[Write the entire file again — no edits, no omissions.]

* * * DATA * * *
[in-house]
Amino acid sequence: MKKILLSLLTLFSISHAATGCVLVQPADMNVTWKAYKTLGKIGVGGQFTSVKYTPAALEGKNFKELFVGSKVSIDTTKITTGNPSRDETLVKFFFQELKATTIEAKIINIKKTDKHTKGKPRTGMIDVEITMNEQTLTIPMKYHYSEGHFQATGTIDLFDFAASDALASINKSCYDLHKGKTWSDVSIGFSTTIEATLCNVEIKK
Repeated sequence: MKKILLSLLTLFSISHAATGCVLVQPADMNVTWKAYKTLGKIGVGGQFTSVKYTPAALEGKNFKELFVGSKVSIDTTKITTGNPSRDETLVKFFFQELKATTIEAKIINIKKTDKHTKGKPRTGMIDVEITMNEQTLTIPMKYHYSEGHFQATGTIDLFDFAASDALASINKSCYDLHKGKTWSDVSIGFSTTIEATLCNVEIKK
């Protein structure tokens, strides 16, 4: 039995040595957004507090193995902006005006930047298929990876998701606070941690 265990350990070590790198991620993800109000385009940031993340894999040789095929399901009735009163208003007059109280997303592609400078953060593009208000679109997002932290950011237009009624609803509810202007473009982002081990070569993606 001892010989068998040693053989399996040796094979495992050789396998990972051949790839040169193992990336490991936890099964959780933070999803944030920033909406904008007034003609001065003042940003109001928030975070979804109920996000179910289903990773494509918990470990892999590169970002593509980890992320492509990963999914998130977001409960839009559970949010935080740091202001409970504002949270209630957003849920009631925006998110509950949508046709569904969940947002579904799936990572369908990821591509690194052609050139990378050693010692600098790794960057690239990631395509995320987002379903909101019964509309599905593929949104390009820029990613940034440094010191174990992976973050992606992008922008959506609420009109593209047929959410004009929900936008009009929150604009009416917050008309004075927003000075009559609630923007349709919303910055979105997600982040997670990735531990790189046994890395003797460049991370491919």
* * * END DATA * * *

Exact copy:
[in-house]
Amino acid sequence: MKKILLSLLTLFSISHAATGCVLVQPADMNVTWKAYKTLGKIGVGGQFTSVKYTPAALEGKNFKELFVGSKVSIDTTKITTGNPSRDETLVKFFFQELKATTIEAKIINIKKTDKHTKGKPRTGMIDVEITMNEQTLTIPMKYHYSEGHFQATGTIDLFDFAASDALASINKSCYDLHKGKTWSDVSIGFSTTIEATLCNVEIKK
Repeated sequence: MKKILLSLLTLFSISHAATGCVLVQPADMNVTWKAYKTLGKIGVGGQFTSVKYTPAALEGKNFKELFVGSKVSIDTTKITTGNPSRDETLVKFFFQELKATTIEAKIINIKKTDKHTKGKPRTGMIDVEITMNEQTLTIPMKYHYSEGHFQATGTIDLFDFAASDALASINKSCYDLHKGKTWSDVSIGFSTTIEATLCNVEIKK
């Protein structure tokens, strides 16, 4: 039995040595957004507090193995902006005006930047298929990876998701606070941690 265990350990070590790198991620993800109000385009940031993340894999040789095929399901009735009163208003007059109280997303592609400078953060593009208000679109997002932290950011237009009624609803509810202007473009982002081990070569993606 001892010989068998040693053989399996040796094979495992050789396998990972051949790839040169193992990336490991936890099964959780933070999803944030920033909406904008007034003609001065003042940003109001928030975070979804109920996000179910289903990773494509918990470990892999590169970002593509980890992320492509990963999914998130977001409960839009559970949010935080740091202001409970504002949270209630957003849920009631925006998110509950949508046709569904969940947002579904799936990572369908990821591509690194052609050139990378050693010692600098790794960057690239990631395509995320987002379903909101019964509309599905593929949104390009820029990613940034440094010191174990992976973050992606992008922008959506609420009109593209047929959410004009929900936008009009929150604009009416917050008309004075927003000075009559609630923007349709919303910055979105997600982040997670990735531990790189046994890395003797460049991370491919």